Tag Archives: Alison Weir

A Dangerous Inheritance by Alison Weir

England’s Tower of London was the terrifying last stop for generations of English political prisoners. A Dangerous Inheritance weaves together the lives and fates of four of its youngest and most blameless: Lady Katherine Grey, Lady Jane’s younger sister; Kate Plantagenet, an English princess who lived nearly a century before her; and Edward and Richard, the boy princes imprisoned by their ruthless uncle, Richard III, never to be heard from again. Across the years, these four young royals shared the same small rooms in their dark prison, as all four shared the unfortunate role of being perceived as threats to the reigning monarch…

The Six Wives of Henry VIII Thrice – David Starkey, Antonia Fraser and Alison Weir

I’ve spent the last month reading three major modern books on Henry VIII’s wives. I had initially planned to just read David Starkey and Alison Weir’s books but someone on a Tudor History forum I’m a member of recommended I try Antonia Fraser’s book as well.  I did have it, but I might have thought it too “old” to read (although it was actually published a year after Weir’s so I was incorrect there) It might be because I’ve seen so many of Fraser’s books around I assumed they’ve all been in print for more than 20 years. I read some absolutely terrible books on Anne Boleyn last year that were published in the 1970’s and had decided I’d stick to more modern ones at present.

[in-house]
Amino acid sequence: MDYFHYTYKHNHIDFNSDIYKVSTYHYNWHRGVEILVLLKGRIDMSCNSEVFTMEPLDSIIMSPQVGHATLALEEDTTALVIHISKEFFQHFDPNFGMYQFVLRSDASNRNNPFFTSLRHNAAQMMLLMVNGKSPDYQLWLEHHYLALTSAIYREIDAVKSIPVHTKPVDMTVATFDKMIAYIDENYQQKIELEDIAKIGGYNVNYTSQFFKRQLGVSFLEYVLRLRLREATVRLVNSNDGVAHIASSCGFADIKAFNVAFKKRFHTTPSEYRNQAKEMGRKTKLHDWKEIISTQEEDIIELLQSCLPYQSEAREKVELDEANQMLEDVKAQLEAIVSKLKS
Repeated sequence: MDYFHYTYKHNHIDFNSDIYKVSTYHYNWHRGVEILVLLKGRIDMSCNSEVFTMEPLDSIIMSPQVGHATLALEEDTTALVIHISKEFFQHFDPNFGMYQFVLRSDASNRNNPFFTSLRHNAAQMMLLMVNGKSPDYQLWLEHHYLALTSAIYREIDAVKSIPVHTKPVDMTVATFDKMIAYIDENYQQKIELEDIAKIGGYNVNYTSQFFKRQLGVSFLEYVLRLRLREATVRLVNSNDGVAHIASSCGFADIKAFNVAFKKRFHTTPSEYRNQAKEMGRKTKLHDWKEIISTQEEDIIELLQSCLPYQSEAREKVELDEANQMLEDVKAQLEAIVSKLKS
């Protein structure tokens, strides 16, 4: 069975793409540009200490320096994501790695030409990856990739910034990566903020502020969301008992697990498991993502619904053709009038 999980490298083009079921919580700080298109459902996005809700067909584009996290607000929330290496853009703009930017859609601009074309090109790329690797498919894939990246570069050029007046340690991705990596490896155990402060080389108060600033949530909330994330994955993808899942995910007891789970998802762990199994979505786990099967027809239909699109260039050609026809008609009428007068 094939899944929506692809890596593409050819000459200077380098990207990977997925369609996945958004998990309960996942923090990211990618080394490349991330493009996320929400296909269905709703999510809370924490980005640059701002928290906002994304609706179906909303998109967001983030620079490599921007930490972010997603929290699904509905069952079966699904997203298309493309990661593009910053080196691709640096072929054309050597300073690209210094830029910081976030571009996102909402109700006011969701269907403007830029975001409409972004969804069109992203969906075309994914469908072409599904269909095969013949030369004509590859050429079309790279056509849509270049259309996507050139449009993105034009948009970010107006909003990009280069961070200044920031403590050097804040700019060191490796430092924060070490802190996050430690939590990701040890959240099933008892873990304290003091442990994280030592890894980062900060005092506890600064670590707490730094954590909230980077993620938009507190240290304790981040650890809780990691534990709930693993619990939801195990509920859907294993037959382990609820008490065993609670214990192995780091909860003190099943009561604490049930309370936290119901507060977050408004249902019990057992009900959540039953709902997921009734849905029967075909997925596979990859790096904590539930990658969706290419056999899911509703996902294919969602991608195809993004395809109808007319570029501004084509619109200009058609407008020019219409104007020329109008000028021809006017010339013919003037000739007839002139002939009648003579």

Tudor Reading – Alison Weir and Alison Plowden on Mary Boleyn and Lady Jane Grey

I went to the library intending to get a copy of the Mary Boleyn biography by Alison Weir. After enduring a long wait and an irritating conversation with the librarian who kept telling me that I should read Philippa Gregory’s The Other Boleyn Girl as was completely historically accurate, I left the library completely exasperated and with a copy of Innocent Traitor by Alison Weir, as they had lost the Mary Boleyn book. With about six of her non-fiction books at home I wasn’t sure why I decided to pick up one of her historical fiction titles to start off with, but little Lady Jane Grey has always fascinated me.